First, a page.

Did you find some beautiful leaves in your backyard this fall? Normally, leaves do not last forever, after a while they begin to grow bacteria or fungi. What if we told you there are ways you can easily preserve those leaves at home so you can save them for years to come! Pretty amazing, right!? Today, we are going to show you three different ways you can preserve your favorite leaves or flowers. Let’s get started!
Materials to Collect
- Fresh fall leaves (nothing too crispy or curled)
- Wax paper
- Ironing board
- Thin towels
- Heavy books
- 2 styrofoam plates
- Small rock
- Paper towels
A note on collecting leaves:
Make sure to only collect from trees or plants that you know! Please do not collect leaves from poison ivy or poison sumac plants – while they turn beautiful colors in the fall, you may end up with an itchy rash! Also make sure you don’t pick leaves from any endangered plants or in state parks – we don’t want to harm our native wildlife!
If you want to keep the leaves fresh before starting the activity, you can put the stems in a jar of water so that they don’t get dried and crispy while you collect all the materials.
- Arrange your leaves on a piece of newspaper or paper towel, cover it with another piece of newspaper or paper towel.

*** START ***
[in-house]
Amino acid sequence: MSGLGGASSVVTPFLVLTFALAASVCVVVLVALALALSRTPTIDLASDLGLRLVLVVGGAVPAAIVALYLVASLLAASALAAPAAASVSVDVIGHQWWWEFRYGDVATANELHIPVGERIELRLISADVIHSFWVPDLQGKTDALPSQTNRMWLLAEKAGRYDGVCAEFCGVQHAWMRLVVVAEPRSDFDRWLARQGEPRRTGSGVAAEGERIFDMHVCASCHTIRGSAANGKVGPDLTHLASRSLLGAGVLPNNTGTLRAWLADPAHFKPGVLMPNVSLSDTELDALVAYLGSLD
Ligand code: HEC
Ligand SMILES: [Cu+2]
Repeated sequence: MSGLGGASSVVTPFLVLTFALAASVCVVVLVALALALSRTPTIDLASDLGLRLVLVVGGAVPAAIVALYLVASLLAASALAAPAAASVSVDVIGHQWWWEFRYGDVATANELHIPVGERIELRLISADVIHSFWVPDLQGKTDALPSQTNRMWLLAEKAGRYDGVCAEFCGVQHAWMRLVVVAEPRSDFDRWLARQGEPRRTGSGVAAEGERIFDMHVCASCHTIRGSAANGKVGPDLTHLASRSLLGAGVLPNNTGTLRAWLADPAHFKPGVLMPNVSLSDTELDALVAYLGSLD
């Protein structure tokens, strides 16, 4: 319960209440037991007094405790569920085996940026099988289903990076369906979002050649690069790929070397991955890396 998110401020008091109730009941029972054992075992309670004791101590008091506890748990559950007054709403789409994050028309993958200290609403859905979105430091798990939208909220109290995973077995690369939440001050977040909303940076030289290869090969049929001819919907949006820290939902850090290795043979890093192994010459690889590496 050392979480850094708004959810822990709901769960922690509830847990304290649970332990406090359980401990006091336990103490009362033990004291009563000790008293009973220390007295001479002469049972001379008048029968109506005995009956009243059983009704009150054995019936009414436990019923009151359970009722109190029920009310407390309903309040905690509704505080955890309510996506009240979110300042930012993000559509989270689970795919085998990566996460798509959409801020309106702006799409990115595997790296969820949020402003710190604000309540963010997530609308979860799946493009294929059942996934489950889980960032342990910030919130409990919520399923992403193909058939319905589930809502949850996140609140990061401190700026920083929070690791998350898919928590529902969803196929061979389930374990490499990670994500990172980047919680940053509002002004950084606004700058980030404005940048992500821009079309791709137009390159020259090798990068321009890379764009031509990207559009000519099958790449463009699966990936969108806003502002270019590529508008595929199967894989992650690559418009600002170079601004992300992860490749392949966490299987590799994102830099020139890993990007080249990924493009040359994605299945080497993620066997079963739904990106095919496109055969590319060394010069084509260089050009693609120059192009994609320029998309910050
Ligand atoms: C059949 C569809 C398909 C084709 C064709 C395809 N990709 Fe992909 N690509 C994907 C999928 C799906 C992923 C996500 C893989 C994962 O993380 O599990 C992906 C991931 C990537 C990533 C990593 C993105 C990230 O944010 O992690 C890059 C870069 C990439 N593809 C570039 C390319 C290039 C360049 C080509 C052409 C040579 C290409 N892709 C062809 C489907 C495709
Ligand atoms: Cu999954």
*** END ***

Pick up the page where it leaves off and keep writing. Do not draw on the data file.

- Sandwich your pieces of newspaper in between heavy books – make sure to stack a lot of books on top for added weight.
- Wait around 2 weeks until the leaves have dried. If pressing thicker leaves or flowers, make sure to change out the paper towels or newspaper every few days to get some of the moisture out of there.
- Make a mixture that is 1 part glycerin to 2 parts water (I used 1 cup glycerin to 2 cups water).
- Pour some of the mixture onto a styrofoam plate.
- Sink your fall leaves into the glycerin mixture and cover with the other plate. Place a rock or small weight on top of the plate to hold the leaves under the glycerin mixture.
- Wait 3-6 days, then remove the leaves and pat them dry with paper towels.
- Take your fresh fall leaves and place them in a single layer between two pieces of wax paper (wax side facing in if it is only coated on one side).
- Place your wax paper – sandwiched leaves on a towel on your ironing board, and put another thin towel or paper towel over it.
- Ask for an adult’s help to gently iron the thin towel covering the leaves on low or medium heat. Slowly move the iron in one direction until the leaf is sealed into the wax paper and the wax paper becomes slightly more see-through. It should take 3-5 minutes per side to seal the wax.
What is the Science?
Pressing leaves and ironing them in wax paper work by removing water from the leaves. Without water, bacteria and fungi can’t grow and make the leaves rot like they would outside or in a compost heap. Glycerin is a natural preservative that is used to keep some foods, cosmetics, and scientific collections fresh by retaining moisture.
With the book press, the pressure from the weight of the books helps press and flatten the leaves as the newspaper absorbs the water from the leaves. This method is similar to what plant scientists, or botanists, use to preserve leaves for their collections – they make a leaf press out of layers of cardboard and newspaper between two wooden boards that is squashed by tightening screws or straps. This allows the collectors to arrange the plants before pressing, and preserving them by drying them quickly – before mold can destroy the leaves. This method also stops the leaves from curling up as they dry like they do outside, this way they keep their shape!